Landscape Stories | Issue 12 | Editorial
From the purity of the sources to the slow flow of the estuary. After a long journey the river widens until it was lost in the immensity of the sea. There where it seems to be dying, a new life begins.
As river we intend a freshwater stream of considerable length that usually flows into the sea at a constant speed. The name comes from the latin fluvius. The corresponding terms are fleuve in French, river in English, rio in Spanish (from latin rivus), der Fluss in German (connected with the verb fliessen: scroll) and der Strom (from an Indo-European root, see English stream: current). Rivers receive on its way the source, the banks, the bed, the rapids, the waterfalls and the river mouth. In modern times, human societies are heavily intervened to regulate rivers, diverting paths and constructing dikes, dams, canals.
Endless tales and stories are born from the relationship between man and rivers. News at all latitudes are characterized by drownings, rescues, suicides and adventurous source queries against the current. Metaphors born by the flow of water are numerous and generate images of time, life, consciousness, memory, oblivion, death … Other metaphors are suggested by the amount of water transported and their perennial flow: river of crowd, flood of blood, flood of tears, flash flood, flood of life, river of pleasure, stream of words, stream-novel (saga) …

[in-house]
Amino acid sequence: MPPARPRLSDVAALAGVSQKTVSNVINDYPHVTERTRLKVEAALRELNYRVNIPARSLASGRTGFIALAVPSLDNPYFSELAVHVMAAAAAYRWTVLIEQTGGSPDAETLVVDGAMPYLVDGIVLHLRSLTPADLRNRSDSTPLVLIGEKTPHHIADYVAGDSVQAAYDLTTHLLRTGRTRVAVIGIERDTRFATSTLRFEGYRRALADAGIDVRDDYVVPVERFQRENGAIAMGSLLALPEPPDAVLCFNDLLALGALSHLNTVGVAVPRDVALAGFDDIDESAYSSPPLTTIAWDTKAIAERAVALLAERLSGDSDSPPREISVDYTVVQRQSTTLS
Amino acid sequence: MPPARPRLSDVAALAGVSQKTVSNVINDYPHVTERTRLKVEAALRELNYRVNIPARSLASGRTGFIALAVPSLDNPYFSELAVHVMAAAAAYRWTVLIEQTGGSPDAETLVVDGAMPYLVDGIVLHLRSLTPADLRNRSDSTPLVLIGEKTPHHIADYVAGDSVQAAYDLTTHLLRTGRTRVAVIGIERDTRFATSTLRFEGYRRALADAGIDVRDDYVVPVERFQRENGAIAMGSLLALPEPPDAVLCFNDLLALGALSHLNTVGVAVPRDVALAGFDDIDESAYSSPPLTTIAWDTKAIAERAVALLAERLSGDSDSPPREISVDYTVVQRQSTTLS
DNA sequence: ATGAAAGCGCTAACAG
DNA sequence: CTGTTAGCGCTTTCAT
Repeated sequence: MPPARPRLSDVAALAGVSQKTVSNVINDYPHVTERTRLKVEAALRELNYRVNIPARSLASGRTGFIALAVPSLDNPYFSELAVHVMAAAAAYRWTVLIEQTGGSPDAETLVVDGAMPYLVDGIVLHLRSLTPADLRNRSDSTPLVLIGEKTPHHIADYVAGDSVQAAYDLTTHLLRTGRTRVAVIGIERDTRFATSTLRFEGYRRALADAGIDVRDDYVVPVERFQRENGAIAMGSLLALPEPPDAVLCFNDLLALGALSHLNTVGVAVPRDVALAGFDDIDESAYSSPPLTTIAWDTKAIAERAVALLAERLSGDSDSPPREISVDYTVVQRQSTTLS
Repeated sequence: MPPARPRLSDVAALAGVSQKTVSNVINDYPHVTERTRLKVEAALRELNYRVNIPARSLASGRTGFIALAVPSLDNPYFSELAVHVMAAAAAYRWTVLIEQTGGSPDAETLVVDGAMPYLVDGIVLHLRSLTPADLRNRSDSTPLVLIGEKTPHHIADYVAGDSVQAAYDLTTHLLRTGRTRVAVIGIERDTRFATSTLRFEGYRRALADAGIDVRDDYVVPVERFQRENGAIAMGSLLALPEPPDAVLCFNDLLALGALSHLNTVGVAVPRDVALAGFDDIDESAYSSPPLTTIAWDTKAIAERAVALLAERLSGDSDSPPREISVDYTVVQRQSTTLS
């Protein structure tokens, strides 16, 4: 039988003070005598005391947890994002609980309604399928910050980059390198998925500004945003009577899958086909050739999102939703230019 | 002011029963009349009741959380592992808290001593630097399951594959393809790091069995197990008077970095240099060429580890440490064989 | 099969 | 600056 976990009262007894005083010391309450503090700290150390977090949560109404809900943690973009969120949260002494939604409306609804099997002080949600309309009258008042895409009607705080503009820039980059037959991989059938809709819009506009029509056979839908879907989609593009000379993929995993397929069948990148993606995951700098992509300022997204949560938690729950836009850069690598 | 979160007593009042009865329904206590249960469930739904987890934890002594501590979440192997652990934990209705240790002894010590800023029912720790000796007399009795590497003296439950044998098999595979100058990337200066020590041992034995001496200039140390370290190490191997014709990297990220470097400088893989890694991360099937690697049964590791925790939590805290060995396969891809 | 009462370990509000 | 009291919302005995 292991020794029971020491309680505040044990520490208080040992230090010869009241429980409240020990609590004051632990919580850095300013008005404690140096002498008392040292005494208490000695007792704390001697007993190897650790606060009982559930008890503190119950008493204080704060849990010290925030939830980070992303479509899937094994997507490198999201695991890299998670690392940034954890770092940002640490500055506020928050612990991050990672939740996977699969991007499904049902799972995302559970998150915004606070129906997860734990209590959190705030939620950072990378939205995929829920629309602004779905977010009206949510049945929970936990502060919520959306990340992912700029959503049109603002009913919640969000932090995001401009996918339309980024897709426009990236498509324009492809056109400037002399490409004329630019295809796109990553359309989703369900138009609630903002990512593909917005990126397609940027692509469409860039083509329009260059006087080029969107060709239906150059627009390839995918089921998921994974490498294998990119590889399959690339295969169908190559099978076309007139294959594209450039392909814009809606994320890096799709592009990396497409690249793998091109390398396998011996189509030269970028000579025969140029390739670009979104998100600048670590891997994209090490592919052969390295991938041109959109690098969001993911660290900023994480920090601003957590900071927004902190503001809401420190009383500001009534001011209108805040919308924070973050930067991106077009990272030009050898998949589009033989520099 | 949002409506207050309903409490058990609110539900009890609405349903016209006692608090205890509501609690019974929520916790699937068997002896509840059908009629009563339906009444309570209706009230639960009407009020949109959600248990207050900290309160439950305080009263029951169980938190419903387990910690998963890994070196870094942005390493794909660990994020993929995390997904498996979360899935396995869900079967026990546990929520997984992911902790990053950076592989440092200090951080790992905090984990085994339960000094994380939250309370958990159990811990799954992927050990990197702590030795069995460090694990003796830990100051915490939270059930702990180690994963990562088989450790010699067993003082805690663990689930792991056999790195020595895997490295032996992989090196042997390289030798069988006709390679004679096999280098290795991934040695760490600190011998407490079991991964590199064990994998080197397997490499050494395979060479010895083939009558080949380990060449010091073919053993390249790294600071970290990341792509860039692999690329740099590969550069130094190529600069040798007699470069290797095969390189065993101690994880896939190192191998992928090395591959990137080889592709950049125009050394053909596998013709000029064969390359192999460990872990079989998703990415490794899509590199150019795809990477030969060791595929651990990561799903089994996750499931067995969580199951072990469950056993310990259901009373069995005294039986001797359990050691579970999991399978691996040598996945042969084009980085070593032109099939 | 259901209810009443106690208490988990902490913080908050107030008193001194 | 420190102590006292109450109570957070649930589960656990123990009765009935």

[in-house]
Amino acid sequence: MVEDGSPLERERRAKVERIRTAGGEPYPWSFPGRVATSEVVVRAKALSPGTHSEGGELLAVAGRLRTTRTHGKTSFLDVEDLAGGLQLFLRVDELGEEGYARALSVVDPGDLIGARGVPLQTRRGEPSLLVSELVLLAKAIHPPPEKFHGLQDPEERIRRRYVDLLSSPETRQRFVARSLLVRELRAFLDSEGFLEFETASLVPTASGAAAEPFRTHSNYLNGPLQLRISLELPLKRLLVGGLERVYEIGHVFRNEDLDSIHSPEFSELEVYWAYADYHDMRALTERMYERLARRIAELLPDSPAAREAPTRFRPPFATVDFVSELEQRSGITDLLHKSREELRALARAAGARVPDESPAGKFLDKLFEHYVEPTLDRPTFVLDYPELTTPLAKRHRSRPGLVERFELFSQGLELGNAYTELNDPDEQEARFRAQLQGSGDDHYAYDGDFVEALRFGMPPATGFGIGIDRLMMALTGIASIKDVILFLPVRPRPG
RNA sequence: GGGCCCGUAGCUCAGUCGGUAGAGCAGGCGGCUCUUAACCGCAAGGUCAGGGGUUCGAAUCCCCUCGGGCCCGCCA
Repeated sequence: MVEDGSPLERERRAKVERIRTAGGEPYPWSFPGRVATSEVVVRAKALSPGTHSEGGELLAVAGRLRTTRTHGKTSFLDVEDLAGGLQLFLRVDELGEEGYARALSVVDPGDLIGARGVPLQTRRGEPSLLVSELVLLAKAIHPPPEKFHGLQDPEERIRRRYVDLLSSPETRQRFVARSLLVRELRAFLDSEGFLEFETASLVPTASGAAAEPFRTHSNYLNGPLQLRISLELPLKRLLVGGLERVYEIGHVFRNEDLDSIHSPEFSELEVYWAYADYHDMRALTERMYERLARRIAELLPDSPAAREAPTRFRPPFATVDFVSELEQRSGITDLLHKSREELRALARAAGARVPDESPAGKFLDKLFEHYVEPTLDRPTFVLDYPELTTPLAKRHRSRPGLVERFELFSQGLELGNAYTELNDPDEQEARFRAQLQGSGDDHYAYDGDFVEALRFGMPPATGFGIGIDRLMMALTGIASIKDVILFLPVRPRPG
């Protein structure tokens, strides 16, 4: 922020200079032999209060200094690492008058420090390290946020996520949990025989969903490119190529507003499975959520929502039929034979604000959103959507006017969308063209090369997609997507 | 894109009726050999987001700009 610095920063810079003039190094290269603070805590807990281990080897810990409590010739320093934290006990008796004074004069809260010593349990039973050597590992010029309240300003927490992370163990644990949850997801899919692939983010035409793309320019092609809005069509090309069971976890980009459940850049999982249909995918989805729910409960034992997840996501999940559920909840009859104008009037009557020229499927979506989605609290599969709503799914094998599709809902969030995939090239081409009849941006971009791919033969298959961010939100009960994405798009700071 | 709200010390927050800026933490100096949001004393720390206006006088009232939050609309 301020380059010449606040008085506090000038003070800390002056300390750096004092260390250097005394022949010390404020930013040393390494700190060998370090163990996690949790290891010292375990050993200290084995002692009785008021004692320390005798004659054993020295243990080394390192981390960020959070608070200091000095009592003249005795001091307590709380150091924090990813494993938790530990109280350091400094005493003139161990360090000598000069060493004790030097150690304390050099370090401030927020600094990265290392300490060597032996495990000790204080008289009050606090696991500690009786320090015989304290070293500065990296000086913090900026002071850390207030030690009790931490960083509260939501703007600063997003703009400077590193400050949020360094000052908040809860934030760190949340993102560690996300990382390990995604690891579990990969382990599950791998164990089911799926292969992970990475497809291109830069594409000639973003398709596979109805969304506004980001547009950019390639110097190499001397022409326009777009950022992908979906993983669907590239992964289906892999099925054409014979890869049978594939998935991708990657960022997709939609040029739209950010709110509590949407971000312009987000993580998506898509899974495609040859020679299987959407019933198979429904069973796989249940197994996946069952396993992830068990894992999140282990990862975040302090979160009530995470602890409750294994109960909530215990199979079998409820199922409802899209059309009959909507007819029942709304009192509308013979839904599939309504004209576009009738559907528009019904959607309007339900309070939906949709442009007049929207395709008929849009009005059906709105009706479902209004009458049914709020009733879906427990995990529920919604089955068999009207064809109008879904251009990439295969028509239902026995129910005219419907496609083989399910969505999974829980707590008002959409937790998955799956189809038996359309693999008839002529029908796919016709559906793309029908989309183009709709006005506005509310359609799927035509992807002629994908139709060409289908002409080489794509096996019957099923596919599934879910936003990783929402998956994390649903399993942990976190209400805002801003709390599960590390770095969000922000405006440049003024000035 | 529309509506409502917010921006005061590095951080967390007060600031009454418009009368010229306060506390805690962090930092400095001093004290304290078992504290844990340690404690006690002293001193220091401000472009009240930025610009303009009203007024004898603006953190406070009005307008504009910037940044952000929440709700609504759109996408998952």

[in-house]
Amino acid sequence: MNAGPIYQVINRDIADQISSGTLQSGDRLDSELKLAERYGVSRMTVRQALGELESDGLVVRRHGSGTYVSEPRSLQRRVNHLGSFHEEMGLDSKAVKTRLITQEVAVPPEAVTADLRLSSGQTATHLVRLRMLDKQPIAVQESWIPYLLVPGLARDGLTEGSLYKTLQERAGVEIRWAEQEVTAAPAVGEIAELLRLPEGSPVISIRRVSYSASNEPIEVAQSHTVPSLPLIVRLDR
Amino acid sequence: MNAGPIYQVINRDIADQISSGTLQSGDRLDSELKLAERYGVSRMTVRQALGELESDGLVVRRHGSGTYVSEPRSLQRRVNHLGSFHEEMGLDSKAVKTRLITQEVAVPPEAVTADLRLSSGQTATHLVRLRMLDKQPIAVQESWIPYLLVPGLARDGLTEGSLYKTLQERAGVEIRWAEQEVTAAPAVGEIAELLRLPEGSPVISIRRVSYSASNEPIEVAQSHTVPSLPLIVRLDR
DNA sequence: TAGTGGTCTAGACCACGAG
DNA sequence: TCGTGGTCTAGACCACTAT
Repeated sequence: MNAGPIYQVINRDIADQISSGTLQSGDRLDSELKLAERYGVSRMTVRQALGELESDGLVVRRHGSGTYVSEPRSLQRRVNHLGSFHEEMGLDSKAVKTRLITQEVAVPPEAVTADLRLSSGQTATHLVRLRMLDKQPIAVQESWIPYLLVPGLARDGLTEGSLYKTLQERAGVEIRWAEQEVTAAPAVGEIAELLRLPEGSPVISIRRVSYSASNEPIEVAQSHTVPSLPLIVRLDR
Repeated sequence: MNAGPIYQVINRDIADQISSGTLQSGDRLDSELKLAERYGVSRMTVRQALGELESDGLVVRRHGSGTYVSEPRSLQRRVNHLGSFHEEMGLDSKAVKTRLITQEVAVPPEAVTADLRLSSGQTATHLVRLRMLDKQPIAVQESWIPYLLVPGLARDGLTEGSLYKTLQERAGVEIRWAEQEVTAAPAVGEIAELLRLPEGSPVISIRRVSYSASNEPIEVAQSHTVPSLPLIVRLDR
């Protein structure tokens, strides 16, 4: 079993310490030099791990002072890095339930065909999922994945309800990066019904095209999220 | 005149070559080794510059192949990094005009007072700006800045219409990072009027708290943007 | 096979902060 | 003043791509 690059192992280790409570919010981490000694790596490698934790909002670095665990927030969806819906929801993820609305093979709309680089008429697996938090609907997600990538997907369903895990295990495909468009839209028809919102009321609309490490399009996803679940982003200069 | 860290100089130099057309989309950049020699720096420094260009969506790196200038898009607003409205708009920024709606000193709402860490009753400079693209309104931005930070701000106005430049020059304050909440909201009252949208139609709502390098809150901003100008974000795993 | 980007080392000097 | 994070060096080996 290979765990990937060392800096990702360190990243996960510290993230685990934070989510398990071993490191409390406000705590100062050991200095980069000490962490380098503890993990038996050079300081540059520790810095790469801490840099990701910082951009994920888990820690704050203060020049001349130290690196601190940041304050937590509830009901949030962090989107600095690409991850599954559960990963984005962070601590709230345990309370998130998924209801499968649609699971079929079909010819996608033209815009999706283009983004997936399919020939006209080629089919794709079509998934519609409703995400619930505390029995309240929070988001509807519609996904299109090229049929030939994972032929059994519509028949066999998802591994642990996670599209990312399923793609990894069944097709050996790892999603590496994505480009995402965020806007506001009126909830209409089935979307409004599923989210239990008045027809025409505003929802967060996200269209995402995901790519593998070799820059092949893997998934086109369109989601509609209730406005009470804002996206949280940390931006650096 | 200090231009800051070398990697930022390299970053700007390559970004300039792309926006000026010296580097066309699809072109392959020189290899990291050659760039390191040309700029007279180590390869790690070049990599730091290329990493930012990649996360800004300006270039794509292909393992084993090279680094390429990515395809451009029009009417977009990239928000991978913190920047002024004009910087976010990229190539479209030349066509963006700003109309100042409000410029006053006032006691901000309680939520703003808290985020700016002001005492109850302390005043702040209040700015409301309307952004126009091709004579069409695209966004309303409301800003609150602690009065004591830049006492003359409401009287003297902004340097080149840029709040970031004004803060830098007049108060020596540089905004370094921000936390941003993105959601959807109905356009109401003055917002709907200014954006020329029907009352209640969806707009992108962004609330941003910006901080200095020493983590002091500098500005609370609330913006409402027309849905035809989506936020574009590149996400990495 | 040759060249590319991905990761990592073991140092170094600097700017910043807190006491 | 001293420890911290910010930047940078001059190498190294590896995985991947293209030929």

World literature is full of novels on this theme: the ancient mythology grew up around the Mediterranean and the Middle East, Greek and Roman ones, the Metamorphoses by Ovid, the Inferno by Dante, Der Ister by Holderlin, the Recherche by Proust, Finnegan’s Wake by James Joyce, The Buddenbrooks by Thomas Mann, Heart of Darkness (1899) by Joseph Conrad, The Waste Land (1922) by T. S. Eliot, The Adventures of Tom Sawyer (1876) and The Adventures of Huckleberry Finn (1885) by Mark Twain, The Sound and the Fury (1929) and Red Leaves (1931) by William Faulkner, The Descent (1882) by Jules Verne, Danubio (1986) by Claudio Magris, Il Mulino del Po (1938-40) by Bacchelli, Verso la Foce (1989) by Gianni Celati and all those who do not come to mind. There are many rivers that fill the inspired and passionate pages of literature: the Po, the Tagus, the Seine, the Loire, the Thames, the Elbe, the Don, the Volga, the Danube, the Nile, the Ganges, the Rio de la Plata, the Rhine, the Mincio, the Tiber, the San Lawrence, the Mississippi, the Amazon, the Missouri, Ohio, the Delaware, the Ganges, to the establishment of “river-nations”: Congo, Niger, Senegal, Gambia.
From birth to death. In the middle the river flows.